Full Worm Supermoon to Appear in Sky Tonight: How and When to Watch March Full Moon

The last full moon of winter will appear in the sky on Monday night. The full moon in March is traditionally referred to as the Worm Moon. This full moon is also described as a supermoon—a popular term for when our satellite is close to its perigee, its minimum distance from Earth.

While supermoons are slightly larger in the sky than the average full moon, the differences are barely noticeable to the naked eye.

"Most people—including experienced stargazers—cannot tell the difference between a supermoon and any other full moon, because full moons are seen only once every month, and you cannot compare one to another directly," Rick Fienberg, a spokesperson for the American Astronomical Society, previously told Newsweek.

In fact, the term "supermoon" is not a scientific one, but was instead introduced by an astrologer (not astronomer) called Richard Nolle. He defined a supermoon as any full moon that occurs when our natural satellite is within 10 percent of its perigee on a given orbit. However, there are no official rules for what constitutes a supermoon.

Technically, the full moon on March 9 takes place at specific moment, when the Earth is positioned directly between the moon and the sun. At this point our natural satellite appears like a perfect circle and is fully illuminated by our star. On March 9, this moment will occur at 1:47 p.m. ET.

For most observers, the moon will look full for around a day either side of the this time, rising at sunset and setting at dawn. According to Luca Masi, an astronomer from the Virtual Telescope Project, the best time to view the full moon is during the twilight hours of dawn and dusk.

The last supermoon of 2019, known as the "super worm equinox moon," is seen past tree branches over Karak in Malaysia's Pahang state on March 22, 2019. MOHD RASFAN/AFP via Getty Images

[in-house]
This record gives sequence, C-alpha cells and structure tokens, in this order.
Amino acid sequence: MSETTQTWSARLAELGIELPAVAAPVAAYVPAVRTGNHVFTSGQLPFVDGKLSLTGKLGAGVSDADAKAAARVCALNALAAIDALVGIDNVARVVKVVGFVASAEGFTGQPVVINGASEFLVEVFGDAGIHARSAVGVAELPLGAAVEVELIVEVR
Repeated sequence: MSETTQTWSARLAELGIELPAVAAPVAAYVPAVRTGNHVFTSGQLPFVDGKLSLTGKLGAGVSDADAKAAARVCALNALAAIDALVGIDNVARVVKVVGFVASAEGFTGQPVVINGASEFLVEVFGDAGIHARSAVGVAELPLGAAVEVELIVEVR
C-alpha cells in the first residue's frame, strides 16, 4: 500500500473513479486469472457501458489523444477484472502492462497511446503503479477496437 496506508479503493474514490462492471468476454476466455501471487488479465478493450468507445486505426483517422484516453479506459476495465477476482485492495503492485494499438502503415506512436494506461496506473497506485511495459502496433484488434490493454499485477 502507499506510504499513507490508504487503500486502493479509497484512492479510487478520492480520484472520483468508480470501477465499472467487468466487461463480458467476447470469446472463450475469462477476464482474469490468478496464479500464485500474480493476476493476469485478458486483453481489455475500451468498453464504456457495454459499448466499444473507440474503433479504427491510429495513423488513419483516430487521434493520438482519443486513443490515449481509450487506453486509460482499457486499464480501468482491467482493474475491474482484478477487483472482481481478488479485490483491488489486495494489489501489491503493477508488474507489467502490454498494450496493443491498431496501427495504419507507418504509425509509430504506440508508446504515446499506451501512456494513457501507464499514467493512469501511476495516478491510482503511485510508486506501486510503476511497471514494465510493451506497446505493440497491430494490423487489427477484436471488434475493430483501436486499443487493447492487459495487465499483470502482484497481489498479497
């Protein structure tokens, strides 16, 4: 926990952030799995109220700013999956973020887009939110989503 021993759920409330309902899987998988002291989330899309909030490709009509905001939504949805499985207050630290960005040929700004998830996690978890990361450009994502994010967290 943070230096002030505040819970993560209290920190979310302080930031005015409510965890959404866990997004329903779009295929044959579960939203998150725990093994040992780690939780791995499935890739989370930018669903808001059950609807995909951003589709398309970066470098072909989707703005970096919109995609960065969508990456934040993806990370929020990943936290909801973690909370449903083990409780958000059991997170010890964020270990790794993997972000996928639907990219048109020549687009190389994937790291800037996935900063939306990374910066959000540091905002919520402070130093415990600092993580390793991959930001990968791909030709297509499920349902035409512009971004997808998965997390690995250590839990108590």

If you would like to check when the moon will rise and set in your location, please view this moonrise and moonset calculator provided by The Old Farmer's Almanac.

"During the twilight, the residual solar light scattered all around by our atmosphere allows us to admire the scenery, while the full moon rises or falls on the horizon," Masi previously told Newsweek. "At night, the full moon is very bright, almost dazzling, compared to the darkness of the landscape.

"At its rise, the moon appears behind monuments and elements of the landscape, generating the feeling that its disk is larger than usual, but this is just an optical illusion, due to the presence of those terrestrial elements in the line of sight, giving grounds for comparison."

The traditional name Worm Moon is thought to have been given because earthworms tend to emerge at this time of year in the Northern Hemisphere, according to timeanddate.com. This moon is the last full moon before the spring equinox, which occurs on Thursday March 19 at 11:50 p.m. ET, marking the end of astronomical winter.

It is also the second of four consecutive supermoons in 2020. The next full moon will appear on April 8.